“Odd, her obsession seemed to bore so many otherwise reasonable people. She whispered, ‘Care to know the secret of happiness, young man?’
Born acquisitive, I nodded.
‘Collect something,’ she said.”
—Allan Gurganus, “When the Saints Come Marching In: A Novelist Discovers the Secret to Happiness”, The New York Times, 17 October 2013
I haven’t read Nick Hornby’s High Fidelity, but the movie disappointed me. Touted as depicting the wacky subculture of music stores and the people who love them, the flick only skimmed the surface of that swamp. A Richard Linklater movie could do justice to the mania and fanaticism (please get on it, Richard—think Slacker meets Dazed and Confused, maybe). High Fidelity, the movie, whetted the appetite, then failed to deliver the nitty-gritty, reaching for a mass audience by substituting romance for records, swapping cuties for record-collector scum.
Accept no substitute. Here’s the real music collecting deal. It’s a love story, but the love is polymorphous: taking many forms, extending in many directions, all the while gathering details like they’re dust particles.
The Odd, Older Man
One Saturday, I came home and found a little note taped to my door. It was from the odd, older man two apartments away. “I have an Audio-Technica turntable I have to get rid of and since you’re the only person I know who still plays black vinyl, I’d be happy to give it to you. I also have lots of LPs (but mostly classical). Phone # on back.”
Black vinyl. As opposed to…? As though he knew lots of people who played colored vinyl, or as though records were made in other materials, such as blue rubber or brown wood? He’s a very nice but odd guy, something like the kind of guy I’d have become if I hadn’t moved out of my parents’ house, if I hadn’t had long-term romantic relationships, if I hadn’t ended up (so far) living in this Manhattan apartment with my girlfriend, Susan.
The odd, older guy has lived his entire life, 70 years, in that apartment. As a child, he played with the kids in this apartment. He has seen tenants come, and he has seen them go. When Susan and I moved here, six years ago, he and his mother lived there. “I’m a mean old lady,” his mother said, and she meant it. A couple of years ago, the mean old lady died.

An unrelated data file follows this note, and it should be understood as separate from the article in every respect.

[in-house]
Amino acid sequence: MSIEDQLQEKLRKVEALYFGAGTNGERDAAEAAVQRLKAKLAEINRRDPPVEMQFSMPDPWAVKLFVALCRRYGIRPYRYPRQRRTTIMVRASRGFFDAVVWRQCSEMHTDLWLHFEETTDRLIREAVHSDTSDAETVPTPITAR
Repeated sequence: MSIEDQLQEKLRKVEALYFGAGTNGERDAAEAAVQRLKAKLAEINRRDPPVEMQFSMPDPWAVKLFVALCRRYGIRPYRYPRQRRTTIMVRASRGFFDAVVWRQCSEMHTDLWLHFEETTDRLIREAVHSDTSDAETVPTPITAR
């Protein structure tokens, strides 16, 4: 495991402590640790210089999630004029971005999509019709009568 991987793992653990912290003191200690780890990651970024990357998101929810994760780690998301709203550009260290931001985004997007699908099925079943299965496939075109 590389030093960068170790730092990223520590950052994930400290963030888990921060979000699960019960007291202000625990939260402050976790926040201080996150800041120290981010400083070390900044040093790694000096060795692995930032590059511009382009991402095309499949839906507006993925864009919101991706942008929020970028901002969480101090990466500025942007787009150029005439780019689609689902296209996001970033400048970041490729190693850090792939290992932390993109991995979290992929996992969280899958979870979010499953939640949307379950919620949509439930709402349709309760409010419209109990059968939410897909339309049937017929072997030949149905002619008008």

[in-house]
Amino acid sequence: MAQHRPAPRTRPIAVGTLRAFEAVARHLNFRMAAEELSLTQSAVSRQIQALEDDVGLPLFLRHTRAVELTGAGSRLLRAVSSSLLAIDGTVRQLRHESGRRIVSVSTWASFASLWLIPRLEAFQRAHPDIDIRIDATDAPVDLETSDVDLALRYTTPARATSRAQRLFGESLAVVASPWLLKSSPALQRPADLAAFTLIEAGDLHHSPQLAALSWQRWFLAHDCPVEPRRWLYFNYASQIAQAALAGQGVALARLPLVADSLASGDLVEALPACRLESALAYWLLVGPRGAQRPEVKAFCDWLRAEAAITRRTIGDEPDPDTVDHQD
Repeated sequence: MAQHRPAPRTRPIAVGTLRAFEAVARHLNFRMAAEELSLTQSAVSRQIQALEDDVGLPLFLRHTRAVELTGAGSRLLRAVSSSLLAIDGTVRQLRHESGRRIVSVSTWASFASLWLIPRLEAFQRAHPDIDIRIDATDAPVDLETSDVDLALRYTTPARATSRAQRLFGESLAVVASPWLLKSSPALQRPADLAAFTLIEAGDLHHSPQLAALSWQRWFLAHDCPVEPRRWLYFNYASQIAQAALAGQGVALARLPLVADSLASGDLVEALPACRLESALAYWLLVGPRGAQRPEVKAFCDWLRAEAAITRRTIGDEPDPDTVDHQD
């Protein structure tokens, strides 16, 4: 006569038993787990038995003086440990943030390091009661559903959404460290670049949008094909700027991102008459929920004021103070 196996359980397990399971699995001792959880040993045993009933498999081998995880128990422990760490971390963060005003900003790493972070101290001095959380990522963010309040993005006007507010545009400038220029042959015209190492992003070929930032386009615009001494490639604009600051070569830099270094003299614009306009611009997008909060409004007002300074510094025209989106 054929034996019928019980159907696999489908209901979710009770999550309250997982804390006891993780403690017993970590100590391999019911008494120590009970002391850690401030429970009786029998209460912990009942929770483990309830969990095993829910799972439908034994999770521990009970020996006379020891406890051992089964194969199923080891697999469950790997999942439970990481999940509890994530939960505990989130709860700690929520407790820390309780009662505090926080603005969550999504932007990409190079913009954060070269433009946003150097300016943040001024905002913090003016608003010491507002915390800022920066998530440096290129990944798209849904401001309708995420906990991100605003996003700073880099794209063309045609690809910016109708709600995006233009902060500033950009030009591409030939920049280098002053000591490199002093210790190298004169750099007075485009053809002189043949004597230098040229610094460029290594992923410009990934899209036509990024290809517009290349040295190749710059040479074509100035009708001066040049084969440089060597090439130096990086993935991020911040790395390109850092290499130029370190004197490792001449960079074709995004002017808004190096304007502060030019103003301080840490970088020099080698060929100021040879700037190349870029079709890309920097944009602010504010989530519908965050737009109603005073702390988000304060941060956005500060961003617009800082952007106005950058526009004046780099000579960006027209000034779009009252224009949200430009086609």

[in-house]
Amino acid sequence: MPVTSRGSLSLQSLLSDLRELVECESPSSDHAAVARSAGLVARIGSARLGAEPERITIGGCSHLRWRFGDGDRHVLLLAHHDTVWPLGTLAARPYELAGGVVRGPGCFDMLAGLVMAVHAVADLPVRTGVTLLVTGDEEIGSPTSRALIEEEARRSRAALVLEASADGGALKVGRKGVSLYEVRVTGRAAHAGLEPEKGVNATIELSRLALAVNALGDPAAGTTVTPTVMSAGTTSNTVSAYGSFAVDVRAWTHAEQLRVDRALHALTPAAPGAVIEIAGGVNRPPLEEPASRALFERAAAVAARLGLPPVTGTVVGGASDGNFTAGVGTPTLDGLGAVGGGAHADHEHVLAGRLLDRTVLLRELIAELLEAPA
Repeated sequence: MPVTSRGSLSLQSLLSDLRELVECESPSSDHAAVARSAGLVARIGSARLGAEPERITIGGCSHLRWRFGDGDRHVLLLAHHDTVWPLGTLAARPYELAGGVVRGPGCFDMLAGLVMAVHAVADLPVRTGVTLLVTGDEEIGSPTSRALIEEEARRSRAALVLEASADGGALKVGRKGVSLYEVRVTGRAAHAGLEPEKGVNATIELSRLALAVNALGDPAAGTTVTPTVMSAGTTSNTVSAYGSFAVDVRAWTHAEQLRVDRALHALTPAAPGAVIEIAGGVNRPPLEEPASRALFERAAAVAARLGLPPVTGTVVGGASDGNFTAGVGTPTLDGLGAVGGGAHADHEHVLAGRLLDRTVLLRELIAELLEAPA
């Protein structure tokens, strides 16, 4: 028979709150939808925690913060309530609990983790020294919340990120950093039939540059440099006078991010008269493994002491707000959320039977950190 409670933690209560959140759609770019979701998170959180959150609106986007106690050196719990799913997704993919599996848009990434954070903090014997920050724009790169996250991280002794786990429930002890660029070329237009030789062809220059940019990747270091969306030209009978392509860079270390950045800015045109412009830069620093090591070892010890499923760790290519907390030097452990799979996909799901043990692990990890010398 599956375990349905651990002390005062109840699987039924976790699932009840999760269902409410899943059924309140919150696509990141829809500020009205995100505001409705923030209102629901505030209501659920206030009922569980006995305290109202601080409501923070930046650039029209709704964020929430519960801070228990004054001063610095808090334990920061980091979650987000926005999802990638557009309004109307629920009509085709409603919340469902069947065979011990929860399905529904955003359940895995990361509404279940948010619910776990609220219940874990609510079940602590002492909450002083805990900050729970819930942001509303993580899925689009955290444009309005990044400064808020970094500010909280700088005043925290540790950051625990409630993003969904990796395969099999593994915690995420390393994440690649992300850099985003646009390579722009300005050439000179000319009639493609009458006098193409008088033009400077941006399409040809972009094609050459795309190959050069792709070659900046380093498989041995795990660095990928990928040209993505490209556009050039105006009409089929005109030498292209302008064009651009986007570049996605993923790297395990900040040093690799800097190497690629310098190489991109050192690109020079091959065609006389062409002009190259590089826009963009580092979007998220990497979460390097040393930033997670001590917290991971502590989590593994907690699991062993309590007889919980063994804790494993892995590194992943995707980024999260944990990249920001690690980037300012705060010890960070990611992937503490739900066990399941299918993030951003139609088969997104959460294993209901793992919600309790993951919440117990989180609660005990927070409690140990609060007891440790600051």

In all these years, he had never been near this apartment. How did he know that I still played “black vinyl”? There were two possibilities.
A couple of years ago, my old, beloved Sony turntable finally gave out, and I experimented with ways of replacing it. First, I brought up from my storage area in the basement the old turntable that Susan’s father gave me. When that turntable proved unusable, I bought a cheap, vintagey-looking one at a thrift shop; then an inexpensive, new, but fairly useless one at an audio store; and finally a moderately priced Audio-Technica, which I love even more than I loved my old Sony. So the first possibility was that the guy down the hall remembered seeing me in the elevator with one of those turntables. At the time, he and I had a brief, pleasant conversation about audio.
The second possibility was that he’d overheard a recent exchange between Susan and me. She opened the door to the trash-and-recycling closet on our floor, two doors from his place in the other direction, and asked if I wanted to look at the records someone had left there. “You probably don’t want them,” she said. “They’re classical.”
She was right.
When I phoned my neighbor—let’s call him Stephen—I got his answering machine. I left a message saying that I’d be happy to take his Audio-Technica off his hands. I’d give it a good home and probably store it in case my Audio-Technica gave out. I’d also be happy to look over his records, but I wouldn’t be interested in the classical. I wanted only pop, rock, folk, and jazz. Anyway, he should call me whenever it was convenient for him, and I’d come over to “pick up da shtuff.”
The Odd, Middle-Aged Guy
I am a music collector. I don’t mean a downloader. I have shelves full of LPs and CDs. They’re shelves, though, not rooms. For decades, I have been obsessed with music and the artifacts of recorded music—the art of the physical objects—but I’m no hoarder. If I play something and decide I’ve spent enough time trying to like it, I’ll most likely donate it to a charity thrift shop, let the shop make maybe a few bucks (these days, alas, maybe less than that), and let someone else appreciate the music, the artifact, or both.
But there’s no denying it: I’m the middle-aged guy who enters the thrift shop and generally heads straight to the LPs and CDs. I won’t elbow you out of the way to get there or block the whole selection with my body so you can’t get a look, but I’m an unabashed hunter seeking that dopamine hit of finding something. I can’t believe what I’ve just found or I can’t believe what I’m listening to. For me, the impulse to collect music is as simple as that reward system, but from there, as the impulse branches out, the motivations become quite complicated. It’s not as simple as giving the rat some cheese for navigating the maze.
The Savvy, Older Woman
Here’s an example of how complicated it can be to collect music.
After leaving the message for Stephen, I went out to run errands and look in some thrift shops. About an hour and a half later, I was walking home. Two older women had set up tables on the sidewalk and were selling some of their belongings. I’d stopped at their tables before, but I’d never bought anything. This time, I looked through some LPs, which were interesting but nothing I wanted. I don’t often see copies of The Best of Wilson Pickett, Vol. 2, but that relative rarity doesn’t mean I want a copy. Need a copy? Unless it’s for work or to satisfy the wish of an ill person, no one needs any recorded music. We own music because we want it.
The owner of the records came over. She looked like she wanted to lead me by the hand through this whole process: Ah, I’ve seen your type before, you people entertained by the idea of old records. She didn’t bother saying hello. “Do you have the turntable?” she asked. You know, the turntable you’ll need to play those round things.